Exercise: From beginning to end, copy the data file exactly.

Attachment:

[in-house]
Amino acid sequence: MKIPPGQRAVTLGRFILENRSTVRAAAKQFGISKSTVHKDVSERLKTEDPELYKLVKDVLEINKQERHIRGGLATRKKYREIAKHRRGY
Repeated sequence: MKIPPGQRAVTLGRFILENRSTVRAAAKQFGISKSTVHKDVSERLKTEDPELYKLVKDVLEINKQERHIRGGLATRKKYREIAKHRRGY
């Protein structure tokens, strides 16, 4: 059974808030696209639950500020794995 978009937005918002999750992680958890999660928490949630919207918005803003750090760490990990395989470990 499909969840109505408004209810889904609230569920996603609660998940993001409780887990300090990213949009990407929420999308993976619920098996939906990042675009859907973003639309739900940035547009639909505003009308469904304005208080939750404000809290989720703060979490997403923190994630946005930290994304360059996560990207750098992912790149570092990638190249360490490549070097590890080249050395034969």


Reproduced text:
[in-house]
Amino acid sequence: MKIPPGQRAVTLGRFILENRSTVRAAAKQFGISKSTVHKDVSERLKTEDPELYKLVKDVLEINKQERHIRGGLATRKKYREIAKHRRGY
Repeated sequence: MKIPPGQRAVTLGRFILENRSTVRAAAKQFGISKSTVHKDVSERLKTEDPELYKLVKDVLEINKQERHIRGGLATRKKYREIAKHRRGY
């Protein structure tokens, strides 16, 4: 059974808030696209639950500020794995 978009937005918002999750992680958890999660928490949630919207918005803003750090760490990990395989470990 499909969840109505408004209810889904609230569920996603609660998940993001409780887990300090990213949009990407929420999308993976619920098996939906990042675009859907973003639309739900940035547009639909505003009308469904304005208080939750404000809290989720703060979490997403923190994630946005930290994304360059996560990207750098992912790149570092990638190249360490490549070097590890080249050395034969």